I’ve been reading some of the best-selling authors out there recently: Michael Crichton, Dean Koontz, David Weber, and several others, as well as some of the not-so-best-selling, but still good writers like Cody Macfadyen. I’m really liking his work.
One of the things I noticed is that most of these authors provide very little description about the surroundings and the people. King is a notable exception, who gives a lot of description, but I’ll talk about him in a minute.
When I’m reading new writers or unpublished fledgling writers, I tend to be exhausted after reading a few short stories and I was trying one night to figure out why. It finally hit me: they give too much description. Read the rest of this entry »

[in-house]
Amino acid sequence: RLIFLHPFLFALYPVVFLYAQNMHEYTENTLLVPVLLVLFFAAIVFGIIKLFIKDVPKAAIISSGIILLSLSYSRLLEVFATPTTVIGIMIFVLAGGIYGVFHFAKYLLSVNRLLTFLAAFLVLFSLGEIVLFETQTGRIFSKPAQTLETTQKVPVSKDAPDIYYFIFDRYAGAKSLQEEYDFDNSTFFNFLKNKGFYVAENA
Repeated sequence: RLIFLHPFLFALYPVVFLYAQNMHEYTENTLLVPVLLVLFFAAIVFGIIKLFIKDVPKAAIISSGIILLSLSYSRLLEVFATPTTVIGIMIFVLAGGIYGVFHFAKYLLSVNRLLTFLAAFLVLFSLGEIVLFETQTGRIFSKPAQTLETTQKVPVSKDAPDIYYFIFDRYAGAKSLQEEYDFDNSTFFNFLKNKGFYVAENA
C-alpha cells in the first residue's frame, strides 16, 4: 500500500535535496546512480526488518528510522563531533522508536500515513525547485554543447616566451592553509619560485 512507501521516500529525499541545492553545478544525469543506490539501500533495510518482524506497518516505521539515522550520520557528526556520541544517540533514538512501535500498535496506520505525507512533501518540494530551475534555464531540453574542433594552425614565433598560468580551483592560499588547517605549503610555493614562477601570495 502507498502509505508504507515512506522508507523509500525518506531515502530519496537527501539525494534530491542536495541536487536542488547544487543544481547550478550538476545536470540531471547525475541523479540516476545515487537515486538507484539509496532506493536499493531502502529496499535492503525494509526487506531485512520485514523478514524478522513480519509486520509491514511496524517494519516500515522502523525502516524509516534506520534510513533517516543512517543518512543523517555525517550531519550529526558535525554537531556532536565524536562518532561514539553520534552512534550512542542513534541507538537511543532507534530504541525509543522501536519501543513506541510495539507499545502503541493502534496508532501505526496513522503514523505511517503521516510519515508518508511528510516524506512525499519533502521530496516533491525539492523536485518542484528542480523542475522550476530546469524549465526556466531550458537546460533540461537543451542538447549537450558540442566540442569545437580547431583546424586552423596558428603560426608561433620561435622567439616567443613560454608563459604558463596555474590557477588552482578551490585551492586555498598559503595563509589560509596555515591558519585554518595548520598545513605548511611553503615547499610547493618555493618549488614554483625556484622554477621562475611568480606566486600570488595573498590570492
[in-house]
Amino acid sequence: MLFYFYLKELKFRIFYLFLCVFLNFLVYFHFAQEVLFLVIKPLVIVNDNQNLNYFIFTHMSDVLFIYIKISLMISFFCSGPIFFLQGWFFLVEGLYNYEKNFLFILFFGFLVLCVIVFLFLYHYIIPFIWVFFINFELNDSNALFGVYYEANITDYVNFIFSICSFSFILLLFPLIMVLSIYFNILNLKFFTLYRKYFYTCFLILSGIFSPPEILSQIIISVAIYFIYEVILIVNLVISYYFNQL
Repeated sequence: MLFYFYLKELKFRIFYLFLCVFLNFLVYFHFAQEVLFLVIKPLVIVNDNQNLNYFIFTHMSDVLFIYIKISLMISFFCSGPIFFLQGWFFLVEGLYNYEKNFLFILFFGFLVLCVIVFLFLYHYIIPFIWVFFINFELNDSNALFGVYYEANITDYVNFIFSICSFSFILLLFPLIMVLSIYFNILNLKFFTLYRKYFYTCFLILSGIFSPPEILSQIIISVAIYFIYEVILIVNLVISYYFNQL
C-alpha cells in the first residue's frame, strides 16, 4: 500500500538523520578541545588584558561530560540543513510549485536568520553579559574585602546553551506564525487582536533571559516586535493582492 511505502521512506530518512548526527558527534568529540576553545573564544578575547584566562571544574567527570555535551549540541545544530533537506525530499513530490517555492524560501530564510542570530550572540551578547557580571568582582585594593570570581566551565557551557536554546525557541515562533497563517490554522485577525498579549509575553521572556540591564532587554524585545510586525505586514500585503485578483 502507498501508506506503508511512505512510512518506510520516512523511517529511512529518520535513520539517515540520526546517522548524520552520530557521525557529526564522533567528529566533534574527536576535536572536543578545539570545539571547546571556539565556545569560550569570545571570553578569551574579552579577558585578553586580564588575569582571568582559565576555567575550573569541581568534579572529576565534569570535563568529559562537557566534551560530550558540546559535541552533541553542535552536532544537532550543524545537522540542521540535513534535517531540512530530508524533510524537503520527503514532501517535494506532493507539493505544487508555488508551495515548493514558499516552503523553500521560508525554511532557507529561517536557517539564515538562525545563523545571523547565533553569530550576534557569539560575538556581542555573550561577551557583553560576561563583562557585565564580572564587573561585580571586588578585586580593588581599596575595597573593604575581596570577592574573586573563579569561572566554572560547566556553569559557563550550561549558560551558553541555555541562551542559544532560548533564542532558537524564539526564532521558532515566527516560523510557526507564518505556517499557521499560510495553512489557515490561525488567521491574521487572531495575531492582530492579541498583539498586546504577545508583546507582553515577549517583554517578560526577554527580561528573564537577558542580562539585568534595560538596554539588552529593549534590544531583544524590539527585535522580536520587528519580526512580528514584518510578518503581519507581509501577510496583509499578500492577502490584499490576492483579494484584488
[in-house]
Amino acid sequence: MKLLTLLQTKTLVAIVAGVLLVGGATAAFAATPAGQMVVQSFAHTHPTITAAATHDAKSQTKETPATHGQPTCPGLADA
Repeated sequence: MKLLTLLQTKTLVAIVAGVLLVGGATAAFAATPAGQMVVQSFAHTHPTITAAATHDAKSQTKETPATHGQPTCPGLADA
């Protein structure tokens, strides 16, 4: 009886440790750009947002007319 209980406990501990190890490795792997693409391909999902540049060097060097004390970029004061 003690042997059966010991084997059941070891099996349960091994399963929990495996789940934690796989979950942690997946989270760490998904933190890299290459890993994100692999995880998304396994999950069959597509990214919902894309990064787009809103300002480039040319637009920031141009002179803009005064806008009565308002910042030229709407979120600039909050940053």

The other day, I wrote on my author’s blog about editing down a novel to get word count within the proper guidelines. You can read that post here.
One of the things I talked about was how my novel, in the first draft form, was a little over 120,000 words, which meant I needed to cut between 22-24,000 words from it for the genre and style of the novel. I knew when I wrote it I would have to cut it. It was, after all, a 2006 NaNoWriMo novel. For those unfamiliar with NaNoWriMo, it’s a self-challenge ‘contest’ to write a novel in 30 days. To do that, we have to focus more on just writing for the sake of writing than for the sake of the story. This meant there were a lot of filler scenes in that weren’t necessary for the story at all. Those were decently easy to cut out. Read the rest of this entry »